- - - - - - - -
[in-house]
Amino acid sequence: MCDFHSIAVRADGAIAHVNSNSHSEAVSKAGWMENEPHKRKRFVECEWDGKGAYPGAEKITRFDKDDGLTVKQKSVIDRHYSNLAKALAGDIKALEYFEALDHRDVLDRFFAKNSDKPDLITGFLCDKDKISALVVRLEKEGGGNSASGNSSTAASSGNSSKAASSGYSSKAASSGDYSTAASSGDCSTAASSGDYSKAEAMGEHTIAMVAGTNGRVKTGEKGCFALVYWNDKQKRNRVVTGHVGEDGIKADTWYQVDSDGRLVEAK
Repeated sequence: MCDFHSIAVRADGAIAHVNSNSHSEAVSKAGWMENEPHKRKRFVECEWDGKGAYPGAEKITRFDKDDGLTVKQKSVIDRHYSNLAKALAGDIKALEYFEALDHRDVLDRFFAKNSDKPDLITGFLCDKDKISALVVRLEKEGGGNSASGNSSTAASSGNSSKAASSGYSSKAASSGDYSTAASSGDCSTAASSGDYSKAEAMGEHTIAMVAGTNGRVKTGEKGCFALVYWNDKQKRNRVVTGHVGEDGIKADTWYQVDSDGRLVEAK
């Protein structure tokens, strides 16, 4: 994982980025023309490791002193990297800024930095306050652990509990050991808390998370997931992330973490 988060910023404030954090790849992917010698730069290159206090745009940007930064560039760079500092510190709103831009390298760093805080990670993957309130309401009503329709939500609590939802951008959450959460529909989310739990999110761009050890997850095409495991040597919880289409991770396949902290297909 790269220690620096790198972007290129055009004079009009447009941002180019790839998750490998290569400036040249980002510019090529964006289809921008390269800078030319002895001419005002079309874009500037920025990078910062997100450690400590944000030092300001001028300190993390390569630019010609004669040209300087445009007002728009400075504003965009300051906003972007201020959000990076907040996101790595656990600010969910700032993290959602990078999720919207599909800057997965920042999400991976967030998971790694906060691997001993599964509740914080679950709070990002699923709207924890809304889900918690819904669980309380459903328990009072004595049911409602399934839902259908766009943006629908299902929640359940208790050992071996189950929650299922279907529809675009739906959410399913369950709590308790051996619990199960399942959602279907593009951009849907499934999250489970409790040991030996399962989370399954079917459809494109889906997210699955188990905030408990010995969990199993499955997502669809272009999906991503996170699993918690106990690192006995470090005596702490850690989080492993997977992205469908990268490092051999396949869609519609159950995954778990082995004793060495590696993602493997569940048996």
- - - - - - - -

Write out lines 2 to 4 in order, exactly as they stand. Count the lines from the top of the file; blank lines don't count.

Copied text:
Amino acid sequence: MCDFHSIAVRADGAIAHVNSNSHSEAVSKAGWMENEPHKRKRFVECEWDGKGAYPGAEKITRFDKDDGLTVKQKSVIDRHYSNLAKALAGDIKALEYFEALDHRDVLDRFFAKNSDKPDLITGFLCDKDKISALVVRLEKEGGGNSASGNSSTAASSGNSSKAASSGYSSKAASSGDYSTAASSGDCSTAASSGDYSKAEAMGEHTIAMVAGTNGRVKTGEKGCFALVYWNDKQKRNRVVTGHVGEDGIKADTWYQVDSDGRLVEAK
Repeated sequence: MCDFHSIAVRADGAIAHVNSNSHSEAVSKAGWMENEPHKRKRFVECEWDGKGAYPGAEKITRFDKDDGLTVKQKSVIDRHYSNLAKALAGDIKALEYFEALDHRDVLDRFFAKNSDKPDLITGFLCDKDKISALVVRLEKEGGGNSASGNSSTAASSGNSSKAASSGYSSKAASSGDYSTAASSGDCSTAASSGDYSKAEAMGEHTIAMVAGTNGRVKTGEKGCFALVYWNDKQKRNRVVTGHVGEDGIKADTWYQVDSDGRLVEAK
């Protein structure tokens, strides 16, 4: 994982980025023309490791002193990297800024930095306050652990509990050991808390998370997931992330973490 988060910023404030954090790849992917010698730069290159206090745009940007930064560039760079500092510190709103831009390298760093805080990670993957309130309401009503329709939500609590939802951008959450959460529909989310739990999110761009050890997850095409495991040597919880289409991770396949902290297909 790269220690620096790198972007290129055009004079009009447009941002180019790839998750490998290569400036040249980002510019090529964006289809921008390269800078030319002895001419005002079309874009500037920025990078910062997100450690400590944000030092300001001028300190993390390569630019010609004669040209300087445009007002728009400075504003965009300051906003972007201020959000990076907040996101790595656990600010969910700032993290959602990078999720919207599909800057997965920042999400991976967030998971790694906060691997001993599964509740914080679950709070990002699923709207924890809304889900918690819904669980309380459903328990009072004595049911409602399934839902259908766009943006629908299902929640359940208790050992071996189950929650299922279907529809675009739906959410399913369950709590308790051996619990199960399942959602279907593009951009849907499934999250489970409790040991030996399962989370399954079917459809494109889906997210699955188990905030408990010995969990199993499955997502669809272009999906991503996170699993918690106990690192006995470090005596702490850690989080492993997977992205469908990268490092051999396949869609519609159950995954778990082995004793060495590696993602493997569940048996």